An F-35A Lightning II joint strike fighter from the 33rd Fighter Wing at Eglin Air Force Base, Fla., and an F-22A Raptor from the 43rd Fighter Squadron at Tyndall Air Force Base, Fla., soar over the Emerald Coast on Sept. 19. (Master Sgt. Jeremy T. Lock / Air Force)
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The Air Force's push to field F-22 and F-35 fifth-generation fighters and the delays that have plagued both programs is putting the service at risk of not having enough fighters for future missions, a former F-22 squadron commander warned in a journal article published by Air University.
Cost overruns that ultimately cut the production of F-22s by more than 50 percent should have served as a lesson as the Air Force began development of the F-35 joint strike fighter, wrote Lt. Col. Christopher J. Niemi, former commander of the 525th Fighter Squadron at Joint Base Elmendorf-Richardson, Alaska. Instead, he wrote in the November issue of Air & Space Power Journal, the service is stuck with a smaller fleet and less money to invest in fourth-generation aircraft.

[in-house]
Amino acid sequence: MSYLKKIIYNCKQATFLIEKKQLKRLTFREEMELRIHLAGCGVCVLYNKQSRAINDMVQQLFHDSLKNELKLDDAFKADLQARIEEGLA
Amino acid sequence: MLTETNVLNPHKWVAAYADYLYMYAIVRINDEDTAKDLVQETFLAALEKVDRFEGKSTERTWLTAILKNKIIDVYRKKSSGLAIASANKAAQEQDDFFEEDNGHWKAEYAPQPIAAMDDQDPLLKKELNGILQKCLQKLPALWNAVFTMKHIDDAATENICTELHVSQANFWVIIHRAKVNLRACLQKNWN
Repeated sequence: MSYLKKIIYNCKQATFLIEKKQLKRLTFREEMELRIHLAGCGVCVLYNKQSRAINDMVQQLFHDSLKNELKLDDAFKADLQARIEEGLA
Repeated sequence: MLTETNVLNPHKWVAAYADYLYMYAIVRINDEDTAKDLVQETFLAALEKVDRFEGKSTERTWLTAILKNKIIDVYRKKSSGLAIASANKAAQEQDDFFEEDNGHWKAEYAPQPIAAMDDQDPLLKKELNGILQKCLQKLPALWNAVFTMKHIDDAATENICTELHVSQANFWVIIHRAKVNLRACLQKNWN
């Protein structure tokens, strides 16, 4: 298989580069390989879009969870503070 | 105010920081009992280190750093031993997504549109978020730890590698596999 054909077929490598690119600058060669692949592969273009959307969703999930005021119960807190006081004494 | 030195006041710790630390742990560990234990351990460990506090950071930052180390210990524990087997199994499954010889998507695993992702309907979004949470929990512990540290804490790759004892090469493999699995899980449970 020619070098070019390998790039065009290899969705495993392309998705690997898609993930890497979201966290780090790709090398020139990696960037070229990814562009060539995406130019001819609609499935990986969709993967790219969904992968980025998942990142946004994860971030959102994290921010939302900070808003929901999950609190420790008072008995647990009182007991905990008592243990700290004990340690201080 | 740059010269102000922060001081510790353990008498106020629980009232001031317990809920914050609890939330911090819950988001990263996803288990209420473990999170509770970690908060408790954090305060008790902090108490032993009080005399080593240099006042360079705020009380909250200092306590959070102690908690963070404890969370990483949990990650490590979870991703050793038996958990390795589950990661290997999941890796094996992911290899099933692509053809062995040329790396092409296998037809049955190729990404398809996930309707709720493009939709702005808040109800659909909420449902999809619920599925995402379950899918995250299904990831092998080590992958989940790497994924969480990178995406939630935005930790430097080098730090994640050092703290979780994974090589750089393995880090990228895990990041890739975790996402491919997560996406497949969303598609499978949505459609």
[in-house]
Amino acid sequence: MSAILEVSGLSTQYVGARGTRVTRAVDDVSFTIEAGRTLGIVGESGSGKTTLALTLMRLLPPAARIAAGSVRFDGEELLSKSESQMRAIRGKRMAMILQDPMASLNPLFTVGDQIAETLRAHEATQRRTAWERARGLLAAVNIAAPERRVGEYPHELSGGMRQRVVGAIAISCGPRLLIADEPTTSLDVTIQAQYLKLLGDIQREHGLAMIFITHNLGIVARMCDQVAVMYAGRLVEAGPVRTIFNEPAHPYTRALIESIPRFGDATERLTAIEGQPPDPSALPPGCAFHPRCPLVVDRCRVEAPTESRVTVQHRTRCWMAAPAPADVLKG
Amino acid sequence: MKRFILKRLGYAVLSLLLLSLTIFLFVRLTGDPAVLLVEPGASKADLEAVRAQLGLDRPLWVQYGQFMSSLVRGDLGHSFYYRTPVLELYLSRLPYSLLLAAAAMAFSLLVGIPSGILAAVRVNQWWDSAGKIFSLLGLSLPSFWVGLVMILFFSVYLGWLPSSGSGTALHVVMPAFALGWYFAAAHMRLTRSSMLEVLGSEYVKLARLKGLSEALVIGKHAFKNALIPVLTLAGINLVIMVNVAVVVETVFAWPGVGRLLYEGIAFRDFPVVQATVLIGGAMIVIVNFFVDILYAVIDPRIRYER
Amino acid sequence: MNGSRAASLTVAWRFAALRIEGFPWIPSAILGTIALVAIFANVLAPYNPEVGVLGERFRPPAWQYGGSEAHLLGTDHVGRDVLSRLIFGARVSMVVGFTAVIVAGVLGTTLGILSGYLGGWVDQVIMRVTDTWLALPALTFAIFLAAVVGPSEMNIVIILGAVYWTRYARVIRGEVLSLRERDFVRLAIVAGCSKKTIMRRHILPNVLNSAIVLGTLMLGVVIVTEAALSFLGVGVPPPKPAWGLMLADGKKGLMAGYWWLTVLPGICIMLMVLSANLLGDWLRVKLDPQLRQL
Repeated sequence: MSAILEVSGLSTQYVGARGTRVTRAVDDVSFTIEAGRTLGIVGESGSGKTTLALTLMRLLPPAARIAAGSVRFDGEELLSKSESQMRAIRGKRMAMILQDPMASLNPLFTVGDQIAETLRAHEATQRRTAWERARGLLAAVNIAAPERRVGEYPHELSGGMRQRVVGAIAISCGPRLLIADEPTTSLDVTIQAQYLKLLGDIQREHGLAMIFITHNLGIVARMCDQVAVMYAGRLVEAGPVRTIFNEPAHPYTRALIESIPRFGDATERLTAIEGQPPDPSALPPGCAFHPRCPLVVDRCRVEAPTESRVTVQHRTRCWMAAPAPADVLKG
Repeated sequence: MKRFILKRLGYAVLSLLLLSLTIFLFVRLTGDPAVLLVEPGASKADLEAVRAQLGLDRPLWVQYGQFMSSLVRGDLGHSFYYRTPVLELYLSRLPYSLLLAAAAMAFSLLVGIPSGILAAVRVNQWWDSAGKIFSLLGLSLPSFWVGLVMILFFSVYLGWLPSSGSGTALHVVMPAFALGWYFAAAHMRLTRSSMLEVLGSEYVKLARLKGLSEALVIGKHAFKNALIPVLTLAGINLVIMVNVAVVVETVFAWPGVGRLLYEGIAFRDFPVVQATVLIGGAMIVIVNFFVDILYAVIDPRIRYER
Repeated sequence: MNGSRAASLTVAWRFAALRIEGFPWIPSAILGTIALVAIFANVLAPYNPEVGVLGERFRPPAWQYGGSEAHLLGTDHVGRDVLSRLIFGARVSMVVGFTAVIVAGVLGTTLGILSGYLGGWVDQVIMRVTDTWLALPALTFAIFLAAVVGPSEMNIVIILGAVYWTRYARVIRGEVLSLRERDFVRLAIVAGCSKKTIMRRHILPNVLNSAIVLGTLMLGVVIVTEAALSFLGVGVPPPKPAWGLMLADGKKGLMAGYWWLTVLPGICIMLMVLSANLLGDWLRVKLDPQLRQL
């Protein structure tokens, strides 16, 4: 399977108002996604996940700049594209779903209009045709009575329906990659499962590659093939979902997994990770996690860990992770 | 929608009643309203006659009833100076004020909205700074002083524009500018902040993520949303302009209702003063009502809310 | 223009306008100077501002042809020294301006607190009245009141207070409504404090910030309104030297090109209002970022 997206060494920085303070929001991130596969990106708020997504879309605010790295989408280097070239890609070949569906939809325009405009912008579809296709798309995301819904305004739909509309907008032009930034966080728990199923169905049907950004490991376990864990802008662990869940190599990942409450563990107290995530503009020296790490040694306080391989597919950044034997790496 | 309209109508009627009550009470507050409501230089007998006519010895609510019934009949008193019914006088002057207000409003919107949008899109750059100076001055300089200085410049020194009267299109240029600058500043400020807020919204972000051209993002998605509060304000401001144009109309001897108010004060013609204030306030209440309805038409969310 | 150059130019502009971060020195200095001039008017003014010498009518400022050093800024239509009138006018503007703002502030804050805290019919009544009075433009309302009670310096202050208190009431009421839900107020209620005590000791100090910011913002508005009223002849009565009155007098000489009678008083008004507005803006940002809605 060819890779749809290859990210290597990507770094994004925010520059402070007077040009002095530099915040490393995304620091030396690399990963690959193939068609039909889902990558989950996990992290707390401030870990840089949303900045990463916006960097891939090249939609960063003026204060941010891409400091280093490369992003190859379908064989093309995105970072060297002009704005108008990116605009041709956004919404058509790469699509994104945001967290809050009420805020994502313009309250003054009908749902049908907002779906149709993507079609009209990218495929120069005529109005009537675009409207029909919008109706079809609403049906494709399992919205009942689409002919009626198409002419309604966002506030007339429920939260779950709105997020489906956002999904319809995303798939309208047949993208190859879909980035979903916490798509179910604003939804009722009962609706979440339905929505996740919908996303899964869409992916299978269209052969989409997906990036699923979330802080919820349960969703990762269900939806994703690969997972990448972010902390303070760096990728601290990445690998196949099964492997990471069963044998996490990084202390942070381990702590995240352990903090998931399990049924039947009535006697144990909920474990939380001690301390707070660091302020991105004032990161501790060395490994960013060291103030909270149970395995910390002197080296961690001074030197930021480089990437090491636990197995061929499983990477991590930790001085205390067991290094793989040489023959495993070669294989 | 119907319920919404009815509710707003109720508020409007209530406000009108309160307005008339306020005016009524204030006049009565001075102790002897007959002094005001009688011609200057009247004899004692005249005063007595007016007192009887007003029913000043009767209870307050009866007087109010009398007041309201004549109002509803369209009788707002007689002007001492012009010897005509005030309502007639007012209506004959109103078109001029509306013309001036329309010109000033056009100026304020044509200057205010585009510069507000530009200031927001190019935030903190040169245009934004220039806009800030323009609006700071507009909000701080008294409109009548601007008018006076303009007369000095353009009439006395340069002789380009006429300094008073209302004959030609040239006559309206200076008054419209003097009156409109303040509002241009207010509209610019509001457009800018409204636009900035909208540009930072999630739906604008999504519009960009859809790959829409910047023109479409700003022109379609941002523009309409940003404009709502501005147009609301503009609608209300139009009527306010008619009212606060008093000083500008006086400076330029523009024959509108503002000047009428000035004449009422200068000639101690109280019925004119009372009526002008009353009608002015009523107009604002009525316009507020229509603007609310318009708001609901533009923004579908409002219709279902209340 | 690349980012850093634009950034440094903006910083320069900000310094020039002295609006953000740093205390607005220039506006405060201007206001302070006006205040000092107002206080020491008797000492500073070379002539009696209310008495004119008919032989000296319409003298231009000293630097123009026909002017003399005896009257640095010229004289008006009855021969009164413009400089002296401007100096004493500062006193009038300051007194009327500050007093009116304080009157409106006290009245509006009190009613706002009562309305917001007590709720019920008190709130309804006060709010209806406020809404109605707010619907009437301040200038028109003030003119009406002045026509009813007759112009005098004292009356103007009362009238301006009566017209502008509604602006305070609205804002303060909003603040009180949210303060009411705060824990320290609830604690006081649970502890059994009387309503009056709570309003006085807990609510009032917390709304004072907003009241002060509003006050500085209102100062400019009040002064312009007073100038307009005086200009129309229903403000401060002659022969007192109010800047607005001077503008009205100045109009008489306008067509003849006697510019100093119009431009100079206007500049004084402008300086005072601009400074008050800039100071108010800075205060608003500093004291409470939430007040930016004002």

"The cost of F-22s and F-35s threatens to reduce the size of the Air Force's fielded fighter fleet to dangerously small numbers, particularly in the current fiscal environment," Niemi wrote. "These facts suggest that the Air Force should reconsider its long-standing position that fifth-generation fighters are the only option for recapitalizing the fighter fleet."
Niemi's article primarily explores the F-22 acquisition process and consequences for the fighter fleet. Among those consequences, he said, was the Air Force's failure to apply lessons learned during the F-22 acquisition to the F-35 program.